Quote Engines

With new, digital-first, players entering the market the need to create an amazing online experience has never been higher for Finance and Insurance companies. 

Here are recommendations for building a quote engine that will drive sales and reduce the costs associated with an agent-centred business model 



Customer on-boarding in
Veygo's flexible auto insurance
React Native application




Projects built by our quote engine development team:

  • A website and mobile app allowing drivers to get flexible insurance from one hour to thirty days
  • A web app allowing car buyers to compare their options, and apply for finance entirely online 
  • A website to simplify the renters insurance market
  • Integrations to customer data APIs, such as Equifax, and KYC and AML tools, such as Jumio
  • A backend allowing underwriting teams to understand the implications of pricing changes in real-time 

Creating Effective Quote Engines

Think about the user first

First things first. Who is your audience? 

This feels like obvious advice but truly thinking about the user can radically alter how you present the product.  Have they purchased a product like this before? Is this a familiar quote process? Is this something they do every year or just one time?

The answer to these questions should change how you present  information. For example, if you are an insurer targeting new drivers you may want to:

  • Let them know the information they'll need before they start
  • Cut the jargon and place a greater emphasis on providing clear information
  • Talk in more emotive terms. They probably don't really care about the insurance, they just want the freedom that comes with being insured

Price is important, so show it early

Most customers  are price sensitive and even those who aren't want to have an indication of what a product will cost. 

Customers anticipate that quote engines are going to be long and complicated, making instant reward and quick gratification important.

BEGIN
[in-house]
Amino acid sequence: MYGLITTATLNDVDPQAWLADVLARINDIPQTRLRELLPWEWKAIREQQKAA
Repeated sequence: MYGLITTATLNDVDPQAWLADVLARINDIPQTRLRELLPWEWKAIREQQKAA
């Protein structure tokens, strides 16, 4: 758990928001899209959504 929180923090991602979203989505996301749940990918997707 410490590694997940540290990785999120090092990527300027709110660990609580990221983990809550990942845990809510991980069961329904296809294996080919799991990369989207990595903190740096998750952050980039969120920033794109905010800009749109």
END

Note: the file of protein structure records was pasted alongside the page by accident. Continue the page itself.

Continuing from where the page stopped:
This can come in many forms, however price is often the best way to keep users going. If they see a price they like earlier, they are going to commit down the funnel.

Veygo LDI


Ask as little as possible

People hate giving out personal information but financial products inevitably require lots.

Your marketers will want to know detailed demographics, your underwriting team will want to collect data to test future pricing, operations want questions to help improve future customer interactions.

All of these feel important, but none of them are important to you customers.

The less intrusive the online experience is, the better the conversion you'll achieve.

Show progress and signpost 

Even if your customer has seen a price they like, they will still get disheartened the more steps the quote process has. Helping them visualize that the end is in sight is key. A simple way to do this is with a progress bar or breadcrumbs

Be more human

Finance isn't renowned as an industry that evokes warm, fuzzy feelings, but that doesn't mean you shouldn't attempt to form a human connection with your audience. 

As financial products become digital the need to humanize the experience grows. 

Being drawn to a human face is literally imprinted in our DNA and used effectively, a well chosen image can help build trust and emotional connection. 

Farmers Insurance

You don't need to have J.K.Simmons front your product to make it feel trustworthy (but it helps)


One company doing an awesome job and implementing all of these principles is Lemonade.

They go even further to make life easy with AI and Chatbot functionality to make getting insurance as painless as possible.


Standard quote engine project architecture

Generic quote engine architecture

(1) Users can get a quote through any web or mobile interface. They request a quote to the quote engine API (2) coded in Python or JavaScript.

The details provided by the customers (personal details along with characteristics of the product they are looking to purchase) are analyzed by the pricing model (3). Depending on these details, different loading factors (4) are applied to a base price. All loading factors and product base prices can be updated in real time by a pricing manager (5).

(6) The personal details provided by customers can also be checked against a real time KYC (Know Your Customer) provider — such as Jumio — to ensure they are who they pretend to be. Other analysis can be run against, for instance, Financial risk assessment services (7) or other third parties (8).